of the four-point implicit scheme (Preissman, 1960) is
adopted.
In this study, the finite-difference equations
for computer programming are derived from Equations
(2.24), (2.25), and (2.26). Using the general format of
o/i/^t + 3/2/9X = /3
(3.13)
(in which jzfj,
flow variables)
and the central-difference method, the general
finite-difference form can be shown as follows:


51
Xidj) J2^,3)
At " 2Ax
=/3 (i,j) (3.14)
in which (i,j) = value of ^ at grid point (i,j),
etc.
At = time increment (sec)
Ax = distance increment (ft)
i = station number along x-axis,
1 ^ i^ IE
3 = station number along y-axis,
1 < j < JE
IE = last station on x-axis, which is
the spatial axis
JE = last station on y-axis, which is
the time axis
Rearranging Equation (3.14), a more general form is
obtained:


52
/l (i/j) = /i (jfj-1)
+ (At/2Ax)[/2
- /2 (i + 1, j) ]
+ (At/2)[/3 (i, j )
+ /3 (i,j-1)]
(3.15)
Substituting the dynamic-wave routing parameters into
equation (3.15), Equation (2.3) for the depth and
Equation (2.17) for the flow rate per unit width at
point (i,j) can then be solved by the following
equations:
Y(i/j) = y(i,j-l) + (At/2Ax)[q(i-l,j) -q(i+l,j)]
+(At/2)[ie(i,j) + ie(i,j-l)
(3.16)
q(i/j) = q(i,j-l) +(At/2Ax)[(q(i -1,j)/y(i-l,j)
+ gy(i-l,j)2/2) (q(i + l, j)/
y (i + l,j) + gy (i + l, j)2/2)]
+(At/2)g [y(i,j) + y (i,j-l)]
(So-Sf)
(3.17)


53
in which y(i,j) = the value of depth at ith point in
space and jth point in time, etc.
Sj = Average friction slope for time j and
time (j-1)
Using the nondimensionalized formula, as described above
in Section 2.5, Equations (3.16) and (3.17) can further
be transformed into:
y*(i,j) y*(i,j~l) + C q*(i-l,j) -
q* (i+l,j)] + [ie*(i,j) +
ie* (i,j-1)] (3.18)
and
q*(i,j) = q*(i,j-l) + ^L. [P(i-l,j) -
2Ax*
P (i+l,j)] + £|!.[R(i,j) +R(i,j-1)]
(3.19)
in which y* (i,j) = dimensionless depth at grid (i,j),
etc.
The numerical formulations of boundary
conditions are different from Equations (3.18) and
(3,19). Assuming that the water course is dry shortly
before rain starts, as discussed in section 2.7, the
initial conditions are:


54
Y (i,l) =0 where 1 >$ i ><: IE, IE is the outlet
station
and
g (i, 1) = 0 where 1 >< i >< IE.
Because there is no flow entering the upstream
extremity, the discharges at the most upstream boundary
of the plane is always zero (q = 0). Using the storage
volume method (Morgali and Linsley, 1965), the depth at
the upstream boundary, Equation (3.12), can be
transformed to:
y* (1, j ) = 2 [ie*(l, j) (Ax*) q* (2, j) ]
Ax* e
-y* (2,j) (3.21)
As to the downstream boundary conditions, Morgali and
Linsley (1965) have tried both critical conditions, that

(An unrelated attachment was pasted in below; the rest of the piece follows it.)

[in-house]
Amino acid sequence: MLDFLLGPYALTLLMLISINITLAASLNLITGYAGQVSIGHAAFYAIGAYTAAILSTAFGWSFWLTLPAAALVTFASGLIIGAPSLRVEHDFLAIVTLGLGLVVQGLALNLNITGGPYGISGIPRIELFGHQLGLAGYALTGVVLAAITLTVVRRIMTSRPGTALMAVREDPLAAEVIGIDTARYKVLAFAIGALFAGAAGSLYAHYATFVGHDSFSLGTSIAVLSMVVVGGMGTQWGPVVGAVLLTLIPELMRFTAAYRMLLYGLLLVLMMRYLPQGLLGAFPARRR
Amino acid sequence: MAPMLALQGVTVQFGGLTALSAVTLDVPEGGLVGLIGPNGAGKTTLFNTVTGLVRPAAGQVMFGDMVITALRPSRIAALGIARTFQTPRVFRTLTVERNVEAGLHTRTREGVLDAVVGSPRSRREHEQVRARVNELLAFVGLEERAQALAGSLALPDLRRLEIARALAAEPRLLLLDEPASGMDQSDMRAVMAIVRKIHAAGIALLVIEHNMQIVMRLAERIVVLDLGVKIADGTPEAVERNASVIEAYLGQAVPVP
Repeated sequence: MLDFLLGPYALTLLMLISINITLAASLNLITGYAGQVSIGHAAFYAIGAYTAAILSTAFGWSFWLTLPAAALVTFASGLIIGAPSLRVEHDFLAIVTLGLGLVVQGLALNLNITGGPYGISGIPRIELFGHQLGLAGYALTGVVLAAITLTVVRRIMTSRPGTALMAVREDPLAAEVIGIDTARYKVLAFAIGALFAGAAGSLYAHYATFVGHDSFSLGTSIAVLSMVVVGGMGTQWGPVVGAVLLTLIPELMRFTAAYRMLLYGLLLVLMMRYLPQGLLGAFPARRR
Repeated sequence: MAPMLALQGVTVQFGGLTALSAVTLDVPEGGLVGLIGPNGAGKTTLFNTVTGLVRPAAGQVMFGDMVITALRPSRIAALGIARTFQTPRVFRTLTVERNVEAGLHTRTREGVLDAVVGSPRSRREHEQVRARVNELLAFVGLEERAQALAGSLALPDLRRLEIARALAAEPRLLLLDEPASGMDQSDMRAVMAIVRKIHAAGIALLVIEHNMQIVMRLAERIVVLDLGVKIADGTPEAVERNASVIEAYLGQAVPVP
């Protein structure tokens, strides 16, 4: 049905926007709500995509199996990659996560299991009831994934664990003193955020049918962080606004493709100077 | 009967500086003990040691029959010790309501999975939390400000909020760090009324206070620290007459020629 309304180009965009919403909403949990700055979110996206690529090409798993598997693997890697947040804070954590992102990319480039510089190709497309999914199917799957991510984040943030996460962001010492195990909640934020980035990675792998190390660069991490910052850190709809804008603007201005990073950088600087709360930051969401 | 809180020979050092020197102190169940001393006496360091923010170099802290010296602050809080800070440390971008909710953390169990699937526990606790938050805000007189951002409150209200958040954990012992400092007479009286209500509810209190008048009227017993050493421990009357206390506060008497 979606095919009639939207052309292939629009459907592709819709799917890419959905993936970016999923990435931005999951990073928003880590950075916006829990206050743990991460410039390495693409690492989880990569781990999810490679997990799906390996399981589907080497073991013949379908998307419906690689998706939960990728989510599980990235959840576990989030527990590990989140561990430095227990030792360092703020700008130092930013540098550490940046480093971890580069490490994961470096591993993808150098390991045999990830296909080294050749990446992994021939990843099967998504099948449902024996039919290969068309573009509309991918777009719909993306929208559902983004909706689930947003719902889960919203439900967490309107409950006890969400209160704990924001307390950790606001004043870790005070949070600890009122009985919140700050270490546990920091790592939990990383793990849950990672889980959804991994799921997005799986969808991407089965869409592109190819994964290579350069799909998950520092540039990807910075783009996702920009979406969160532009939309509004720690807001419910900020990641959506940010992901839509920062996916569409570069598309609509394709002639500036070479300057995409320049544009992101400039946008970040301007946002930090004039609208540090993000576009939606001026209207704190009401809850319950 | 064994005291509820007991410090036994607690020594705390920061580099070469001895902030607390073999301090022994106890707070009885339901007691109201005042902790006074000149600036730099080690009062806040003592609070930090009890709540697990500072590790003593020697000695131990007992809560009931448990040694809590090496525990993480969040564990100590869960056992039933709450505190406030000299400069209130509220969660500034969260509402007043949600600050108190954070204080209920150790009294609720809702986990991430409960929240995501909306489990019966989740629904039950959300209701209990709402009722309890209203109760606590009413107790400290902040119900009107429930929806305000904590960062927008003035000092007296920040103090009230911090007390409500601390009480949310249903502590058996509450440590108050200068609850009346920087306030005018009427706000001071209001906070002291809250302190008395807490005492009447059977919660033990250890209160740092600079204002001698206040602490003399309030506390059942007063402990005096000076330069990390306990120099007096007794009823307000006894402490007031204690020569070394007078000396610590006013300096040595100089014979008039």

is, free fall outlet and noncritical conditions. From
their study, noncritical conditions gave good results
for the shallow-water flow on a subcritical slope.
Using Equations (2.25) and (2.27), the downstream
boundary conditions are thus formulated by a backward
finite-difference method as follows:


55
y*(IE,j) = y* (IE, j-1) + J£L [q* (IE-1, j) -
AX*
q*(IE,j)] + *|l[ie*(IE,j) +
ie* (IE,j-1)]
(3.22)
and
q* (JE, j ) = q* (IE, j-1) + [P(IE-1, j ) -
Ax*
P(IE,j)] +.^L [R (IE, j) +
R(IE/j-l)]
(3.23)
The stability and accuracy, plus the con-
sistency and convergence of the results of the numerical
analysis have been studied (Basco, 1974; Meadows,
1984) In summary, the key points to reach the best
approximation of a differential equation are to use
(1) the "best" finite difference scheme,
(2) the optimal At/Ax ratio to give optimal
accuracy, and
(3) the numerical scheme of stable conditions.
In this study, the central finite-difference
method is used because it gives the best approximate
results among the forward-, backward-, and
central-difference methods (Kersten, 1969; Rosenberg,
1969). The optimal At/Ax ratio was determined by the
sentivity test in this study for different cases.


56
In computational procedure, the previous water
profile is used as the initial guess for the
water-surface profile at current time step. The new
water-surface profile can be obtained by successive
iteration. During updating, the flow variables (depth
and discharge) for the profile at jth time step and the
flow variables at (j-l)th time step are kept unchanged.
In this study, criteria similar to those used by
Meadows et al. (1984) are used for judging the
convergence.
* (n+1) . .
y________(1*3
i) -
*'(n) .. i -i \
y (1*3+1)
y ^ (i,j + l)
^10
-3
(3.24)
and
* (n+1) . .
q________(1*3
i) q
(n)
(i, j + 1)
<10"3 (3.25)
q*(n) in which y*(n+1)(i,j+l) = the value of y*(i,j+l) after
(n+l)th iteration, etc.


57
3.6 Numerical Computation Procedures
The method of successive iteration was used in
the computation. After each sweep of the computational
domain, the flow variables (depths and discharges) are
updated by new values until Equations (3.24) and (3.25)
are satisfied for the entire domain. Figure 3.3 shows
the detailed logic computational flow chart which
consists of the following steps:
1. Calculate the values of normalizing variables, YE